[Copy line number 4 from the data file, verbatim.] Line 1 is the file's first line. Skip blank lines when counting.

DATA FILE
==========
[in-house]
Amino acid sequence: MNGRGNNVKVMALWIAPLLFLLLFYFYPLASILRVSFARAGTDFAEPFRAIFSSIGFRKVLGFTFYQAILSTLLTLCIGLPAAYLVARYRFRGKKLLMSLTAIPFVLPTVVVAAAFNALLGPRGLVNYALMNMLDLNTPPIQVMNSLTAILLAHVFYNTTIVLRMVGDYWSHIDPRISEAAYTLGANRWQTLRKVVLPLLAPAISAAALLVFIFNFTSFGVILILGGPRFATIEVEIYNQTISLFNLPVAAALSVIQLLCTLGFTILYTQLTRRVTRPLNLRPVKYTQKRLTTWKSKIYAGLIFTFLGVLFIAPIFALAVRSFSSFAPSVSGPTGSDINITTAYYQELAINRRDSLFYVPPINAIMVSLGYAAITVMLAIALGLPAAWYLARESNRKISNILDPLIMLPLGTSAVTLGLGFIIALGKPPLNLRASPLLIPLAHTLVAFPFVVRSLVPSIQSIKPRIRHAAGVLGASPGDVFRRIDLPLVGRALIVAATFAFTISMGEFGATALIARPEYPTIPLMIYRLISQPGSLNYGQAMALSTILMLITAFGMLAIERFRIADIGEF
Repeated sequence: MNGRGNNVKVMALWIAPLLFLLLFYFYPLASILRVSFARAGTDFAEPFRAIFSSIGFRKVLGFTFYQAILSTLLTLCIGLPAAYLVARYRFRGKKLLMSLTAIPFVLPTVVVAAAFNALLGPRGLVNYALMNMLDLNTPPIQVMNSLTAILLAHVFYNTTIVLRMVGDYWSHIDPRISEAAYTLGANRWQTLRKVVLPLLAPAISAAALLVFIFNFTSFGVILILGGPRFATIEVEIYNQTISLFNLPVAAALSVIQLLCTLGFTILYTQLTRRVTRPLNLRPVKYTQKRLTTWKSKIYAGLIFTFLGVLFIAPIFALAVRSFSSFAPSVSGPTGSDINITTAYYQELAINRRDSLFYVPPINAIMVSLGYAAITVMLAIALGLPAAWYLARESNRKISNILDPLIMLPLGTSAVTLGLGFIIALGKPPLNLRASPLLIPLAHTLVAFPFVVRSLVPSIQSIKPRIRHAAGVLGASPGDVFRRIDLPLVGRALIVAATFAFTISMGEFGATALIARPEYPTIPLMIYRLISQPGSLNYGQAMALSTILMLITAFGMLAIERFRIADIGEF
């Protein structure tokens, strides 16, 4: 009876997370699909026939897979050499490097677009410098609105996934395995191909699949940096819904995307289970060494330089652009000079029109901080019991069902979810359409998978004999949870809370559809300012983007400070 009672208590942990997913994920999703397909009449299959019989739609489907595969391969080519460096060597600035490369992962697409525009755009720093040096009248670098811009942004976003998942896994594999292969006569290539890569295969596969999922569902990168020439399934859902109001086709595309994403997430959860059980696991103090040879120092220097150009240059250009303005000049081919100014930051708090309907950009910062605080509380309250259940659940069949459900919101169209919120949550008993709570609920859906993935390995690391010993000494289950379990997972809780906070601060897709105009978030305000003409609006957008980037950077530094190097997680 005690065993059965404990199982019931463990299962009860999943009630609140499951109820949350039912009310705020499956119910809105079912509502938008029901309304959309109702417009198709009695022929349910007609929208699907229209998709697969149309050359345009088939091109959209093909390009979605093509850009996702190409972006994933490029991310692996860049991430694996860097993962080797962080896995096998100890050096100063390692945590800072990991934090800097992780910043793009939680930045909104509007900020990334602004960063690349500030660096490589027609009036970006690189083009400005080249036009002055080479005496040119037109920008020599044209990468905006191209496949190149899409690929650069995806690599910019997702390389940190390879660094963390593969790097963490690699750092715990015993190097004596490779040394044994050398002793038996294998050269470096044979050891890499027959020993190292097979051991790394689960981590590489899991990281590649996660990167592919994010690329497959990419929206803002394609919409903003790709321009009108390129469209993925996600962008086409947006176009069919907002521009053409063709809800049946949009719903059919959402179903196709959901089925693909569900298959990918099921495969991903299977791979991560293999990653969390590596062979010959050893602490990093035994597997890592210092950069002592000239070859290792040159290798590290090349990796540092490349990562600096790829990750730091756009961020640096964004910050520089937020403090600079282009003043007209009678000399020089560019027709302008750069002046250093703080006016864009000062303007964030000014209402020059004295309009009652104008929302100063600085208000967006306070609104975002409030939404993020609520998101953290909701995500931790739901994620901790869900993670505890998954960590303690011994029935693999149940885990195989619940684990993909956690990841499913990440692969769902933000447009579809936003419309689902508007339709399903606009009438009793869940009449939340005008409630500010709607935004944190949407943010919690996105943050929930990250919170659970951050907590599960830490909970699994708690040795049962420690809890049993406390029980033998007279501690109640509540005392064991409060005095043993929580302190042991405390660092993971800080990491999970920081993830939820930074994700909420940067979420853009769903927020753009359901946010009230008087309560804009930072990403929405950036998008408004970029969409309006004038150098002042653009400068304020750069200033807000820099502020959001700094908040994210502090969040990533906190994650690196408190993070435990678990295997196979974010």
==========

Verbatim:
């Protein structure tokens, strides 16, 4: 009876997370699909026939897979050499490097677009410098609105996934395995191909699949940096819904995307289970060494330089652009000079029109901080019991069902979810359409998978004999949870809370559809300012983007400070 009672208590942990997913994920999703397909009449299959019989739609489907595969391969080519460096060597600035490369992962697409525009755009720093040096009248670098811009942004976003998942896994594999292969006569290539890569295969596969999922569902990168020439399934859902109001086709595309994403997430959860059980696991103090040879120092220097150009240059250009303005000049081919100014930051708090309907950009910062605080509380309250259940659940069949459900919101169209919120949550008993709570609920859906993935390995690391010993000494289950379990997972809780906070601060897709105009978030305000003409609006957008980037950077530094190097997680 005690065993059965404990199982019931463990299962009860999943009630609140499951109820949350039912009310705020499956119910809105079912509502938008029901309304959309109702417009198709009695022929349910007609929208699907229209998709697969149309050359345009088939091109959209093909390009979605093509850009996702190409972006994933490029991310692996860049991430694996860097993962080797962080896995096998100890050096100063390692945590800072990991934090800097992780910043793009939680930045909104509007900020990334602004960063690349500030660096490589027609009036970006690189083009400005080249036009002055080479005496040119037109920008020599044209990468905006191209496949190149899409690929650069995806690599910019997702390389940190390879660094963390593969790097963490690699750092715990015993190097004596490779040394044994050398002793038996294998050269470096044979050891890499027959020993190292097979051991790394689960981590590489899991990281590649996660990167592919994010690329497959990419929206803002394609919409903003790709321009009108390129469209993925996600962008086409947006176009069919907002521009053409063709809800049946949009719903059919959402179903196709959901089925693909569900298959990918099921495969991903299977791979991560293999990653969390590596062979010959050893602490990093035994597997890592210092950069002592000239070859290792040159290798590290090349990796540092490349990562600096790829990750730091756009961020640096964004910050520089937020403090600079282009003043007209009678000399020089560019027709302008750069002046250093703080006016864009000062303007964030000014209402020059004295309009009652104008929302100063600085208000967006306070609104975002409030939404993020609520998101953290909701995500931790739901994620901790869900993670505890998954960590303690011994029935693999149940885990195989619940684990993909956690990841499913990440692969769902933000447009579809936003419309689902508007339709399903606009009438009793869940009449939340005008409630500010709607935004944190949407943010919690996105943050929930990250919170659970951050907590599960830490909970699994708690040795049962420690809890049993406390029980033998007279501690109640509540005392064991409060005095043993929580302190042991405390660092993971800080990491999970920081993830939820930074994700909420940067979420853009769903927020753009359901946010009230008087309560804009930072990403929405950036998008408004970029969409309006004038150098002042653009400068304020750069200033807000820099502020959001700094908040994210502090969040990533906190994650690196408190993070435990678990295997196979974010």